SBJ/December 12-18, 2011/Media

Greenburg to produce reality programs documenting the lives of star NHL players

Former HBO Sports President Ross Greenburg will produce a 10-episode series of reality documentary programs for the NHL titled “NHL 36,” with each 30-minute episode documenting 36 hours in the life of an NHL star on and off the ice.

The program will debut at 6:30 p.m. ET on Wednesday on Versus with a profile of Chicago Blackhawks center Patrick Kane.

Ross Greenburg said “NHL 36” will get behind the scenes.
Photo by: MICHAEL GOOD PHOTOGRAPHY
The HBO series “24/7,” which this year follows the New York Rangers and Philadelphia Flyers in the build-up to their Winter Classic game on Jan. 2, also debuts that evening, at 10 p.m. ET. The successful “24/7” series was created under Greenburg’s leadership at HBO, along with numerous critically acclaimed documentaries.

“Getting behind the scenes and into forbidden places and softer places of the NHL is part of the story,” Greenburg said of “NHL 36.” “This could be the launch pad for more guys to become true superstars and cross over to the average sports fan.”

The program is the first major production for NHL Original Productions, the company started by the league and Greenburg in November. NHL Chief Operating Officer John Collins said the success of “24/7” last season, when it showcased the Pittsburgh Penguins and Washington Capitals, convinced the league that it could produce similar programming on its own. The league discussed original programming opportunities with NBC during its national television rights negotiations earlier this year.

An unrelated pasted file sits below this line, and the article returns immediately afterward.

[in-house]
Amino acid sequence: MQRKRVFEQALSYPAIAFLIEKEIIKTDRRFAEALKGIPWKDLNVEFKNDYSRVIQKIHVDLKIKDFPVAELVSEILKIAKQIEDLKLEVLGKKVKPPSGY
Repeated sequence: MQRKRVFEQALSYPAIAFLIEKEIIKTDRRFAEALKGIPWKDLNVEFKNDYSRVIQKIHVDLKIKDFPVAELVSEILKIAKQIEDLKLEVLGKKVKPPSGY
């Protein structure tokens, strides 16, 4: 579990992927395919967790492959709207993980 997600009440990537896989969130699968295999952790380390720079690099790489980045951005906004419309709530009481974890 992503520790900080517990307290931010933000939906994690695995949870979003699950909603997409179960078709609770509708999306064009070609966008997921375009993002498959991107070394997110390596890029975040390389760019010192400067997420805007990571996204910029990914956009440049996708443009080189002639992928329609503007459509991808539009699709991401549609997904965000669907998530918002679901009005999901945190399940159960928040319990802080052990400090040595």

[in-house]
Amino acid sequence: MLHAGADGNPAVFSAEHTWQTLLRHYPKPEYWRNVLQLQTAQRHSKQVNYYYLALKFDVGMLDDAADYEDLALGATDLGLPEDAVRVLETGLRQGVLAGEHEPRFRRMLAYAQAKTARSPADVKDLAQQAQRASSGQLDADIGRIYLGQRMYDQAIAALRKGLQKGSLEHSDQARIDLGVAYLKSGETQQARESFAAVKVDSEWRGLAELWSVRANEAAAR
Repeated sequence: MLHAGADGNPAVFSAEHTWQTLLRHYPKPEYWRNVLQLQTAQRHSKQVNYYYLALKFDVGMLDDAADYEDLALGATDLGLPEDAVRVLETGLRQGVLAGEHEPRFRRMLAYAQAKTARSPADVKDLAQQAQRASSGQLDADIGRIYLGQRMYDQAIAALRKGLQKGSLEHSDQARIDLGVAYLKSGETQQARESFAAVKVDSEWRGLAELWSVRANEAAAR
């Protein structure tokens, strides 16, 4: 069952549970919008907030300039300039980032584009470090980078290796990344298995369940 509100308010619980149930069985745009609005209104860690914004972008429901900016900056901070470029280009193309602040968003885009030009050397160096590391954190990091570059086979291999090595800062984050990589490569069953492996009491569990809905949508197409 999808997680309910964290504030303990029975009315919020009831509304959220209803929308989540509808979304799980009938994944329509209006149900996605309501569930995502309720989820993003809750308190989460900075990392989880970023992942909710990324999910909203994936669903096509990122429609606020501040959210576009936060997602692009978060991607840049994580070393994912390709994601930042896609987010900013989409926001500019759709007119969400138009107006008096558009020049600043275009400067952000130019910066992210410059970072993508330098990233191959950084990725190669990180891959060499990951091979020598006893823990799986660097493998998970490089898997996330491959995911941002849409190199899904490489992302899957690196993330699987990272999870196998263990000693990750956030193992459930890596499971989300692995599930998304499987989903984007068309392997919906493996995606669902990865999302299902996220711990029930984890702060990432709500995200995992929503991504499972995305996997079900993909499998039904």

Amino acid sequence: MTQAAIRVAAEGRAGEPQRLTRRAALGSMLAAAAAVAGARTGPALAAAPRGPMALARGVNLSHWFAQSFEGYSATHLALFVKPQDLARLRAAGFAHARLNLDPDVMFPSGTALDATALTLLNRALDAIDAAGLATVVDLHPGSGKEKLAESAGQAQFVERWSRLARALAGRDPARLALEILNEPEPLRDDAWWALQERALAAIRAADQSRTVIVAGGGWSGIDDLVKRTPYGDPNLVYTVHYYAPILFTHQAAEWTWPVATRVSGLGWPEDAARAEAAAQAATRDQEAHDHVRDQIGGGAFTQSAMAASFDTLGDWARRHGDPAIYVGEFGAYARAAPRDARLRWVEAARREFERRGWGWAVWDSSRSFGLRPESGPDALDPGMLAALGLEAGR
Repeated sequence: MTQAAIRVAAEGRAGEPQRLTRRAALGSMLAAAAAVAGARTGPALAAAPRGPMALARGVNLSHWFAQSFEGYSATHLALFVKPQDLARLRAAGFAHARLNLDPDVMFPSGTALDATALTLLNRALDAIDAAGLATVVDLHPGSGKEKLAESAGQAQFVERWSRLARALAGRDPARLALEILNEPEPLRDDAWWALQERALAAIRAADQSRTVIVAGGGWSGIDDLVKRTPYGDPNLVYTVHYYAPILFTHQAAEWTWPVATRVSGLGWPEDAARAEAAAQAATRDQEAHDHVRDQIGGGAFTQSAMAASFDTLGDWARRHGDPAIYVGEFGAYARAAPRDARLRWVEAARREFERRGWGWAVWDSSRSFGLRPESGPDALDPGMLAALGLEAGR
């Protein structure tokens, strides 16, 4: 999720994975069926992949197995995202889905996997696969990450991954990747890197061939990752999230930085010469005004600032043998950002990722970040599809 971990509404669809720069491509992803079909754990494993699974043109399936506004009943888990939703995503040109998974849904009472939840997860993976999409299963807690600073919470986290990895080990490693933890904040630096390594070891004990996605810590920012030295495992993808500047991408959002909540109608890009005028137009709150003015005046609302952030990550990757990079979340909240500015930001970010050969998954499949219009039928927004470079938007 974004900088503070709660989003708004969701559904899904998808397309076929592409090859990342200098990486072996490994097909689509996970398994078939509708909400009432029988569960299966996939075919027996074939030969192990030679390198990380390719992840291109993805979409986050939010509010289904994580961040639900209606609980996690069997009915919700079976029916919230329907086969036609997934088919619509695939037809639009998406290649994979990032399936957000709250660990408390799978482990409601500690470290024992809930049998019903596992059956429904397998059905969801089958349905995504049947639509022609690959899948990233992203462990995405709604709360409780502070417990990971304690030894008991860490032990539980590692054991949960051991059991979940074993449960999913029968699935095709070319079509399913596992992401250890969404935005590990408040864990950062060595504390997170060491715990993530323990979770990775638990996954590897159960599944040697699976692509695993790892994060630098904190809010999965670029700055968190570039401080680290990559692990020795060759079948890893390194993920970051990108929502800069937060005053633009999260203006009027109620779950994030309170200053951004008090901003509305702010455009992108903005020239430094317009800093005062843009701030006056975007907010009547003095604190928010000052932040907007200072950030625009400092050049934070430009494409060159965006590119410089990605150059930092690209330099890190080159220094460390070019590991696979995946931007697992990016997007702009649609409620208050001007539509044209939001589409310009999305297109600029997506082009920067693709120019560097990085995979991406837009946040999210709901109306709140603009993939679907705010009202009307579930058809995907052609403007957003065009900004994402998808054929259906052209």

“Ultimately [NBC Sports Executive Producer] Sam Flood told me he had a window for the show and that he thought it would be great to do it,” Collins said. “We told him we’d like to produce it, and that’s when we talked about Ross’ involvement.”

Collins said NBC and the NHL are splitting the cost of production and that no specific sponsors will be tied to the broadcast. He declined to give a dollar figure for the cost of production but called it “a significant investment.”

Greenburg, who oversaw HBO Sports from 2000 until earlier this year, said the show’s infrastructure includes seven cameramen and a producer, as well as himself. On the production end, Greenburg will work with Flood and Charles Coplin, NHL executive vice president of content. The camera crew will do its final editing at the NHL studios.

NBC has yet to finalize a schedule for the show after Wednesday’s premiere. NHL representatives said the show will not air during the holidays but will return in January.

Collins said the show will re-air on the NHL Network, though the league and NBC are still finalizing rebroadcast details. The NHL Network will carry the show in Canada.

Greenburg said the show’s primary challenge will be in the compressed filming and editing schedule. For the Kane episode, Greenburg and his team had nine days for production time. “I’ve gotten pressure to shorten the gap to about three or four days,” Greenburg said.

Collins said NBC and the league will begin advertising the series across their respective television and digital platforms this week, ahead of the debut. He said the “NHL 36” program is not a trial run and that the league has committed to producing original content for the long term.

“You talk to anyone in hockey, and everyone would say this kind of programming is needed,” Collins said. “When you do it well, it’s a big opportunity.”

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